The spring is here
Now the figures are in I see people do actually read my blogs here, so will keep going. The clocks going forward have now given me back my freedom, the dark months saw me consolidate areas with green patches, and am now about 10 short of my first full hectad when I get round to doing the rest of it. Having spent a year previously on Geograph-specific trips am now running out of many under 50 miles, so the stakes are rising as each new target is further away than the previous one. But I have so far risen to the occasion, and spent April mopping up the pre-Worboys road signs in north Kent I knew about, managing an eastern record in Paddock Wood of 67 east in TQ.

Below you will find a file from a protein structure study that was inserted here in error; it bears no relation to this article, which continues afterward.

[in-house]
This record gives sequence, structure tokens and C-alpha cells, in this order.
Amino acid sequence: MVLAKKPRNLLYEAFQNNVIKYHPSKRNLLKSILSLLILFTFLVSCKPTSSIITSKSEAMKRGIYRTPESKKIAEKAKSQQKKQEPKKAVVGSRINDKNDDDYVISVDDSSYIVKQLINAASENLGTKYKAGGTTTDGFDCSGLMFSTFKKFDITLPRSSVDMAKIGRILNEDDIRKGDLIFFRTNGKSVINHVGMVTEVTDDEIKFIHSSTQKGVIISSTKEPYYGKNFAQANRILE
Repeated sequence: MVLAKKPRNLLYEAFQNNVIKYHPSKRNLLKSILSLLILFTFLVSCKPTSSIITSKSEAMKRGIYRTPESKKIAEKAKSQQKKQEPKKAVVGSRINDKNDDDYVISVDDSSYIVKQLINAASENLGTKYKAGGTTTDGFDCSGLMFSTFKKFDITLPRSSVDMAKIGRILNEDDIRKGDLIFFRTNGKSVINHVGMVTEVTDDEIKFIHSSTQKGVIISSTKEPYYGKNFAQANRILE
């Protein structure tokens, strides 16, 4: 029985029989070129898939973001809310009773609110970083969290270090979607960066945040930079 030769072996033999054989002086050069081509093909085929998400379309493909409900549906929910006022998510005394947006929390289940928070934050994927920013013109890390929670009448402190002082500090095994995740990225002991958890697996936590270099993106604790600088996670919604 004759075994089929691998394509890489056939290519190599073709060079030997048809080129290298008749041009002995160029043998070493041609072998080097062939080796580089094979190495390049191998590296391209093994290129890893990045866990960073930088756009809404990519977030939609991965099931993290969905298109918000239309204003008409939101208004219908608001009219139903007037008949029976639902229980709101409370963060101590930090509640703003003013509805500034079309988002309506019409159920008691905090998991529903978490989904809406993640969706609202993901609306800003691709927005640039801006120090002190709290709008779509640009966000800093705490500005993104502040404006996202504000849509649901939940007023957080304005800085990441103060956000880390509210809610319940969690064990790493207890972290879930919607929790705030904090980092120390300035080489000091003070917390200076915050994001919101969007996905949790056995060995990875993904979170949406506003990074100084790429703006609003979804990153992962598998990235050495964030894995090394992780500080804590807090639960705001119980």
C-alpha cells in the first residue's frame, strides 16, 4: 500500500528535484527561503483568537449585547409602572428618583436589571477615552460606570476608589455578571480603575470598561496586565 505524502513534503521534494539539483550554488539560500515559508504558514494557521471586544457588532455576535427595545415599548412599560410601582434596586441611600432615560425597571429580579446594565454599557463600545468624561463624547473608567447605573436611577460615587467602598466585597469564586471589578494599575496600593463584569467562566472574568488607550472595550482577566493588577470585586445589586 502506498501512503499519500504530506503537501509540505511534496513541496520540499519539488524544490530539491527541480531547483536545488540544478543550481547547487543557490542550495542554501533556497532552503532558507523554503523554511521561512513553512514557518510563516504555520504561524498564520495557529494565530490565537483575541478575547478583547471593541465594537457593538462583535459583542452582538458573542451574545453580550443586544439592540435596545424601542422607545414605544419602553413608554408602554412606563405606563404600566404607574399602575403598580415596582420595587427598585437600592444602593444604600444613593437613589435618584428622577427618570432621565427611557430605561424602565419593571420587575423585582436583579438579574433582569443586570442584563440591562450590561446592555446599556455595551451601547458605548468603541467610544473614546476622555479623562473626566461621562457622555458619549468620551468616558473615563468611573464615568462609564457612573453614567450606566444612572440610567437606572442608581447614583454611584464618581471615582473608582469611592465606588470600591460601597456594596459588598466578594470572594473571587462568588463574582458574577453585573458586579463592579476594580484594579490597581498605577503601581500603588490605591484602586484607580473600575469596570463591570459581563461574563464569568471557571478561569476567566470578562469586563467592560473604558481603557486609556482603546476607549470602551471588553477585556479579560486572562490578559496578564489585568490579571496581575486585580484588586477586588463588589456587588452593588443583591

Being a lifelong collector my Flickr aim was purely artistic and road sign related, while here although I try my best (especially after the moving car experiments on various roads) to remain artistic some roundabouts are inevitable, and some hedgerows, simply as that is all there is in a square at times as any other attempts would be dangerous or impossible to attempt. But I hope at least they are well composed roundabouts, if not in focus at least. In the end I managed every pre-Worboys direction (I don't post them all here simply as the powers that be and vandals, often indistinguishable in this case, seem to coincide their removal with posting their exact locations online) in and around London, including twelve in Harlow (I knew of 8 and found four more en route) and amazingly despite the breadth of the place only missed one when I went back home and checked online. I'd Streetviewed most of the area for 30 miles or more so less likely more will turn up locally as I'm now over four years from the start of the project, but very soon after I'd completed the mission someone found a lovely example in a place I'd already been for the first one there in Petersfield. I checked the map and it turned out to be on a road heading south, meaning I could extend my coverage about 6 miles into the green after getting it and make something from having to repeat a 60 mile trip a few months later. I did find the same day I was a few hundred yards away from one in Seaford, but there is no decent road there from here and can't go much further as like the first time you hit the sea the minute you try. There has to be a cost-benefit analysis on duplicate trips, and the effort involved to Seaford would be far better used going to Worthing or maybe Eastleigh in the future.